FTII alumnus Nakul Singh Sawhney’s 136-minute documentary Muzaffarnagar Baaqi Hai has been creating waves since its trailer released on Youtube a year ago, and is constantly in news for all the wrong reasons.
Most recently, it emerged as the trigger for campus violence at Hyderabad Central University when two student wings clashed over its screening. Rohith Vemula, who was part of the group that tried to screen it, was later suspended by the university. He hanged himself to death.
And that is why grabbed the opportunity at the chance of watching it when an activist group ‘The Opposition” decided to screen it in New Delhi. Here’s what we thought of the movie:
The film is an analysis of the communal riots that tore through Shamli and Muzaffarnagar districts of Uttar Pradesh in August-September 2013. The riots – preceding the famous BJP victory in 2014 – left an estimated 100 dead and 50,000 displaced, majorly affecting the Muslims living in the area.
Shot almost entirely like a television news report, the film investigates the build-up to the riots with a focus on inflammatory poll speeches and, through audio-video versions of the affected, present a view that differs from government claims and media reports. The Supreme Court had found the Akhilesh Yadav-led Samajwadi Party guilty of negligence in preventing the violence, along with the then Congress government at the centre for its failure to alert the UP government in time.
The film largely blames the Bharatiya Janata Party (BJP) for the riots, even as the party’s student wing ABVP interrupts screenings of the film all over the country and has called for a ban on it.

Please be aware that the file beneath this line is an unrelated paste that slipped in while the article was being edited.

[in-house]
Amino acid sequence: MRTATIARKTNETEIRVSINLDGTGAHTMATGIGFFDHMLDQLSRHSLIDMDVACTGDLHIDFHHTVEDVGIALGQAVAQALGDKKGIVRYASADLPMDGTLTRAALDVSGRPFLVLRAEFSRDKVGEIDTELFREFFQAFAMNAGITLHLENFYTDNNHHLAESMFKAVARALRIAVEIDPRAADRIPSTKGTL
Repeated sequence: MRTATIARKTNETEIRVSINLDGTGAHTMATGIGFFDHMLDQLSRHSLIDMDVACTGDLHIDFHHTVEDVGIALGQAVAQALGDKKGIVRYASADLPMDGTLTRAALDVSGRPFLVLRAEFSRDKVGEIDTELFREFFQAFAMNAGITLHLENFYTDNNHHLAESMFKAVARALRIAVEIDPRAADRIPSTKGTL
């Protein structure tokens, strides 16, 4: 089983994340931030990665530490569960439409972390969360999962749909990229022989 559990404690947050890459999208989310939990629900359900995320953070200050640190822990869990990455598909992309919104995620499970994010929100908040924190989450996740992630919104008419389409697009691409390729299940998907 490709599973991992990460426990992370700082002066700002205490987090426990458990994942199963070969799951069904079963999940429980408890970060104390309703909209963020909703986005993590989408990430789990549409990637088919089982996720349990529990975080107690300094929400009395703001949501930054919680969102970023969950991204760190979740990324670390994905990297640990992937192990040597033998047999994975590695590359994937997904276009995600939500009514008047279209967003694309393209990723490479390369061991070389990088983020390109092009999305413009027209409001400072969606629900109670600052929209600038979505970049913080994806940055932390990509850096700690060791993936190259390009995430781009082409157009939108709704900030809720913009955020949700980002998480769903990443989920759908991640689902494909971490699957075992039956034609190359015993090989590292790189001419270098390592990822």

However, the film starts with this assumption and that is precisely its problem if it wants to be seen as an independent, objective view. It suggests that the riots were really part of the BJP’s electoral campaign – planned, triggered end engineered by it. The BJP, which had won just 10 seats in the last two Lok Sabha elections from UP, went on to win 71 seats in 2014.
So, we have footage like that of a Vishwa Hindu Parishad secretary warning women against love jihad , to Amit Shah addressing a gathering of only members of the Hindu Jat community. There is a Modi Sena openly asking Hindus to wake up.
But what about the campaigning on the other side? What were the forces that mobilised the Muslim crowds? Blink and you’ll miss it in this film.
The film goes so far as to suggest a concerted campaign to heighten tensions in the area from about six months earlier, through newspaper clippings of Hindus killing Muslims or the other way round. But how do we know that communal incidents saw a surge in this period? The film just assumes there was one.
The director, who travelled to the western UP shortly after the riots, has interviewed survivors, local residents, journalists, local leaders and activists.
What unfolded in the riots is told largely through stories of Muslims who were victims of atrocities. Graphic first hand accounts of houses being burnt and bodies being chopped, and chilling visuals of vandalised properties and uprooted lives are aplenty.